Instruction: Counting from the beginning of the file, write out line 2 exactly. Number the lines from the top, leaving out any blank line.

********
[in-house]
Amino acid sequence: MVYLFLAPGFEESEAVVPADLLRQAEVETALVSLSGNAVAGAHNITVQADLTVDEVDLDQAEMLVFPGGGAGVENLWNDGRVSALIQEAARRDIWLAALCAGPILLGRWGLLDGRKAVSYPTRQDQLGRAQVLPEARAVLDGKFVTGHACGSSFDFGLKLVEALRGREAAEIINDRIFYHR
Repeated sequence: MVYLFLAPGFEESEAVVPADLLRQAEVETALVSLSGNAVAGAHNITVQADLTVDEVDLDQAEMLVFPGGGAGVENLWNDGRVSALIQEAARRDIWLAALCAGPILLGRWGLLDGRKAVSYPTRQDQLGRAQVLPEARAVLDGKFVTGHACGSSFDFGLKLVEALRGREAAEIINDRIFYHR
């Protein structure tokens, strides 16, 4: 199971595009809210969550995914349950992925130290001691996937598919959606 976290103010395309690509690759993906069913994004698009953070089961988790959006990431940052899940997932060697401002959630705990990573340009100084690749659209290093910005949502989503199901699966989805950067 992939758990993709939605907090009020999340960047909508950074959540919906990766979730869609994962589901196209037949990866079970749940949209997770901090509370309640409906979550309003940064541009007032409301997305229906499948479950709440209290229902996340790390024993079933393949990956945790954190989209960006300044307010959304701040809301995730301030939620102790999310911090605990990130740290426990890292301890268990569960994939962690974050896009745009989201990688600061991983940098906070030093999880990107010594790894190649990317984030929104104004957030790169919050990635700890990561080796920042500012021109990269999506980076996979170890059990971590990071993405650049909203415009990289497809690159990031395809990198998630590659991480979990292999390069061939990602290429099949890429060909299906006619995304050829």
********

Amino acid sequence: MVYLFLAPGFEESEAVVPADLLRQAEVETALVSLSGNAVAGAHNITVQADLTVDEVDLDQAEMLVFPGGGAGVENLWNDGRVSALIQEAARRDIWLAALCAGPILLGRWGLLDGRKAVSYPTRQDQLGRAQVLPEARAVLDGKFVTGHACGSSFDFGLKLVEALRGREAAEIINDRIFYHR